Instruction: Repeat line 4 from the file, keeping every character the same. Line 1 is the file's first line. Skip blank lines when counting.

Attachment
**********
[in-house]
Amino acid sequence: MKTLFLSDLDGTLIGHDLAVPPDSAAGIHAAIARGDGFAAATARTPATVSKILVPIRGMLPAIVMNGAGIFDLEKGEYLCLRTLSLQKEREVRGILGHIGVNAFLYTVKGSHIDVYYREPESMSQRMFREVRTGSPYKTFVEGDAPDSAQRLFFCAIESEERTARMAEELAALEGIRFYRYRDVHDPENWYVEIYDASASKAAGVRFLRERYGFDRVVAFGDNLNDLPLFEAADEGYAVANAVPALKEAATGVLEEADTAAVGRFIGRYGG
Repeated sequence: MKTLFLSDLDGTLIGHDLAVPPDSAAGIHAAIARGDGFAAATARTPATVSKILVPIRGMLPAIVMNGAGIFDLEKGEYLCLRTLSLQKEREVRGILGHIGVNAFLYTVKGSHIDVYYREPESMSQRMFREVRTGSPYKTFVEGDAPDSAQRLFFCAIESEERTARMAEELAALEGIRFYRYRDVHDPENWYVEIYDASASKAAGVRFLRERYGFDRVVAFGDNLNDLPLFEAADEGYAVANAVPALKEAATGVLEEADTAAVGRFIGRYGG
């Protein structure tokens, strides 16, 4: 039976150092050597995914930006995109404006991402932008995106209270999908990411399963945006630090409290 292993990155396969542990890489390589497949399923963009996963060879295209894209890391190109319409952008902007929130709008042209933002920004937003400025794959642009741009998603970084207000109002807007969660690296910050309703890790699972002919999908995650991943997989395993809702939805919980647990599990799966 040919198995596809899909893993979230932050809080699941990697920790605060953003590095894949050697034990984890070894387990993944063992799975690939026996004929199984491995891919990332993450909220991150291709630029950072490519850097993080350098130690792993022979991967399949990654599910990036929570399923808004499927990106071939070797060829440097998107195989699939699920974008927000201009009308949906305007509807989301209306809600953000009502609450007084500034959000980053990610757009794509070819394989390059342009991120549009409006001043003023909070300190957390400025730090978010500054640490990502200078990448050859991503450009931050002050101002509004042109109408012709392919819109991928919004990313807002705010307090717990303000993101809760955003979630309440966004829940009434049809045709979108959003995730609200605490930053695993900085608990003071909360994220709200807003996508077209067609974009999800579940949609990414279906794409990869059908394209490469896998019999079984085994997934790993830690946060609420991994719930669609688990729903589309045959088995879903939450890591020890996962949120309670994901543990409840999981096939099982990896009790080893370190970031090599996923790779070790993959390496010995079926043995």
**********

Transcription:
């Protein structure tokens, strides 16, 4: 039976150092050597995914930006995109404006991402932008995106209270999908990411399963945006630090409290 292993990155396969542990890489390589497949399923963009996963060879295209894209890391190109319409952008902007929130709008042209933002920004937003400025794959642009741009998603970084207000109002807007969660690296910050309703890790699972002919999908995650991943997989395993809702939805919980647990599990799966 040919198995596809899909893993979230932050809080699941990697920790605060953003590095894949050697034990984890070894387990993944063992799975690939026996004929199984491995891919990332993450909220991150291709630029950072490519850097993080350098130690792993022979991967399949990654599910990036929570399923808004499927990106071939070797060829440097998107195989699939699920974008927000201009009308949906305007509807989301209306809600953000009502609450007084500034959000980053990610757009794509070819394989390059342009991120549009409006001043003023909070300190957390400025730090978010500054640490990502200078990448050859991503450009931050002050101002509004042109109408012709392919819109991928919004990313807002705010307090717990303000993101809760955003979630309440966004829940009434049809045709979108959003995730609200605490930053695993900085608990003071909360994220709200807003996508077209067609974009999800579940949609990414279906794409990869059908394209490469896998019999079984085994997934790993830690946060609420991994719930669609688990729903589309045959088995879903939450890591020890996962949120309670994901543990409840999981096939099982990896009790080893370190970031090599996923790779070790993959390496010995079926043995």